Neo-Realism as a Pericope of Cinematic Political Influence

Paul Fischer
260400220
Thain and Furuhata
FLM 279
28th March 2012


Neo-Realism as a Pericope of Cinematic Political Influence


The fusion of the documentary style supported and developed by fascist leaders before World War Two, with narrative and montage styles from America and Russia, led to the creation of the cinematic form neo-realism in post-war Italy.  In around a dozen or so films, which depict everyday life as the subject and use cinematography to influence and grip the audience, neo-realist directors found themselves in a unique place and point in history. Because Europe had been bombed flat by allied campaigns, the poverty and destitution provided stunning sets for films shot on site usually detailing the life of poor Europeans. The impact was immediate and massive, though short-lived as economic recovery sent customers to more upbeat American films in the fifties. This paper will look at the political message and success of neo-realism, and attempt to arrive at some conclusion of how the “altered reality” was able to make change in a very modern world.

The language of politics and neo-realism is complex, and it is necessary to draw some definitions before proceeding. Fundamentally, there is little that is truly unique to neo-realism; it does not rely on trick shots, comedy or cinema of attractions. From its beginning, neo-realism was a “reaction to the autobiographical lyricism and elegiac introversion of contemporary Italian letters” (Marcus 18) which was heavily repressed and censored in Italy. Instead neo-realism offered a “strenuously analytic, crude, dramatic representation of a human condition tormented between will and inclination by the anguish of the senses, the conventions of bourgeois life, the emptiness and boredom of existence; and a language founded no longer on the how but on the what, sunk as deeply as possible into ‘things,’ adhering to the ‘object’” that was also largely unique to cinema in form (Bocelli 366-7).
Political influence can be anti-establishment or reactionary in nature. Neo-realism, despite its dark nature, actually exerted an optimistic pressure on politics. This optimism is manifested in the attempt to shape political reality according to a moral idea. While this was not successful, the film were censored by the late forties, the filmmakers never lost their dignity, and managed to make a widespread impact on public opinion (Marcus 28).   The Italian political scene allowed for another type of dissident: neo-realists without strong affinity for communism, the occupying powers, or the former fascists. Once categorized, the magnitude and scale of the influence can be gauged as well, both for the time and later. In this case, a unique form of cinema, neo-realism, came about with a very specific set of conditions in post-war Italy. The original subjects of neo-realism are war and Fascism, but later resurgence of the genius in the sixties, shows that the art form is intrinsically tied to achieving political goals.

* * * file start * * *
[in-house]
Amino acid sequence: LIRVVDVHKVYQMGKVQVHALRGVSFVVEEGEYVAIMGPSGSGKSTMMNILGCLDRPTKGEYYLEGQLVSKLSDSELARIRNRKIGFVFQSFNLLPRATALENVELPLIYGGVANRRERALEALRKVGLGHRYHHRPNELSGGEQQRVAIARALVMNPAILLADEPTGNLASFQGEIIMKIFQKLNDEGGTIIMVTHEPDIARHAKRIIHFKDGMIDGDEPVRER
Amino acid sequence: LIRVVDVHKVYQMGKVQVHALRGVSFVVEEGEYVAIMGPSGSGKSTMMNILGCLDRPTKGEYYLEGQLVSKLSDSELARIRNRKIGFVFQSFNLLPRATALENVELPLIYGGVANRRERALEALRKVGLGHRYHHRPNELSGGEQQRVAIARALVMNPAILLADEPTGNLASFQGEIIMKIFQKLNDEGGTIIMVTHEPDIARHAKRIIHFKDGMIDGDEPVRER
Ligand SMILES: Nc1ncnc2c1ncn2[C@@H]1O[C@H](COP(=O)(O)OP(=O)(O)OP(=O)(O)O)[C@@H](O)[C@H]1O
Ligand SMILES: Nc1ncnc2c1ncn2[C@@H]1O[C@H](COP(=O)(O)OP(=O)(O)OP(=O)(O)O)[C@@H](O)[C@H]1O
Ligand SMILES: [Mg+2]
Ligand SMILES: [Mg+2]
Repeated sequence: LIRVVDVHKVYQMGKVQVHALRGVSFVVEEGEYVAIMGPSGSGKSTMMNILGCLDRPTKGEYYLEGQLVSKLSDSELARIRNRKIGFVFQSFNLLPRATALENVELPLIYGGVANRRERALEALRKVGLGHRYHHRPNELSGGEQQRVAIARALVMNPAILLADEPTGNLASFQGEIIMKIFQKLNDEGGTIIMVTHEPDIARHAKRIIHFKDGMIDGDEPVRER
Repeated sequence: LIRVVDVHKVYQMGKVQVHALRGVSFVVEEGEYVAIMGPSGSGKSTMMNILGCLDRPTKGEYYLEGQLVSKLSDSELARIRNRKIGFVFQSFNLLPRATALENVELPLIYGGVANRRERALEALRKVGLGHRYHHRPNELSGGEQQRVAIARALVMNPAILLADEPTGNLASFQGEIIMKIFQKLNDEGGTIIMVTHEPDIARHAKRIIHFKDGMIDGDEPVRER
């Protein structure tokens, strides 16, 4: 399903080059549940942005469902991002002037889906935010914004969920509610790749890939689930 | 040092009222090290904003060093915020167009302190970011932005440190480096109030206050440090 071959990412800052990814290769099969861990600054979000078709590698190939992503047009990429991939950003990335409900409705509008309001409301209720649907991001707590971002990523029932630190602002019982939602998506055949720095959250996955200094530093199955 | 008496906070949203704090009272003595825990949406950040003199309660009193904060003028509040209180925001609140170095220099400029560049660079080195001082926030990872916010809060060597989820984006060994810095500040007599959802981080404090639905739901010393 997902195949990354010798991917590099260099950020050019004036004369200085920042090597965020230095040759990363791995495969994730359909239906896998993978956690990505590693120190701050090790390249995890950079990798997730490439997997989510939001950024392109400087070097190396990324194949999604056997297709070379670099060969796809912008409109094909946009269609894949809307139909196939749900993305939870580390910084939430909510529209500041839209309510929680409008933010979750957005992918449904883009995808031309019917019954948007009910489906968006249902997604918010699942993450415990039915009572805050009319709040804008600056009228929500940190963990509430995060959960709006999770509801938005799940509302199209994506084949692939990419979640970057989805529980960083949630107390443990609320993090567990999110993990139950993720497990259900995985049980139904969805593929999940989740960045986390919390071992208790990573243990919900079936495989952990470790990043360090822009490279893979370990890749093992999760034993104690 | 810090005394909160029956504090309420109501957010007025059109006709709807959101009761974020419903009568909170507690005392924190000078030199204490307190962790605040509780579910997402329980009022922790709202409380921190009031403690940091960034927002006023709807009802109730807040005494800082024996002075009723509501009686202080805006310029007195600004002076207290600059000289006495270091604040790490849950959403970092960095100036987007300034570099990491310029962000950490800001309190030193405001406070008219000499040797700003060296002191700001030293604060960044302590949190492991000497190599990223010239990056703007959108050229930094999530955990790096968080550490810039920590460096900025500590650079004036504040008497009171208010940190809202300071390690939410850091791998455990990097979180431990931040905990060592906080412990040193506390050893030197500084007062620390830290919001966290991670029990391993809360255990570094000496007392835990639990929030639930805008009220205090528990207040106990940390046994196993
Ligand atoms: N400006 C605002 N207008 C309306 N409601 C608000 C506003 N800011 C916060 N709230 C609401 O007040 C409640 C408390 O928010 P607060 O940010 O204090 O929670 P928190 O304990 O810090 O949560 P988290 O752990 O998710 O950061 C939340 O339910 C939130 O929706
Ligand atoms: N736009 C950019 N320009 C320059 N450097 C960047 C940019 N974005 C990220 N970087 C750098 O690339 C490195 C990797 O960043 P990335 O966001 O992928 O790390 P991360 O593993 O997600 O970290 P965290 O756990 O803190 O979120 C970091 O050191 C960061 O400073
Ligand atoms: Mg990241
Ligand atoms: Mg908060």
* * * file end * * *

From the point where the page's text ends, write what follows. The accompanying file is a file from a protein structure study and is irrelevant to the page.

To understand how the neo-realists were able to create and produce a startlingly small number of extremely influential films, it is necessary to first look at what characterizes neo-realism. There are the developmental stages that evolved and fused before these films as well as Mussolini era “white telephone” films that provided an aesthetic and artistic wasteland that post-war directors were excited to fill. Neo-realism, as a moment in Italian cinema, occurred to fill a creative void after decades of boring documentaries and censorship left the film industry in tatters.
In the films’ content, there is depression and poverty as before the Italian Reconstruction the country was horribly depressed economically. The audience sees real devastation on-site, often filmed with non-professional actors also assembled on location. The pain is often evident in these films not only through the plot or storyline, but also in the cinematography and sound. The subject is nearly always post-war poverty and struggle, yet can vary greatly in degree, sometimes showing homicide and death or otherwise focusing on something as seemingly insignificant as a bicycle in The Bicycle Thief (1948). Even in a story that follows the search of an unemployed man for his stolen bicycle, gripping social statements and panoramas are imparted to the viewer. In Germany: Year Zero (1947) sweeping panoramic shots of the devastation and profiles of ruined blocks blend with cramped living spaces, three families struggling to fit in an old apartment, poverty and hardship to give the audience true sentiment and empathy for the subjects.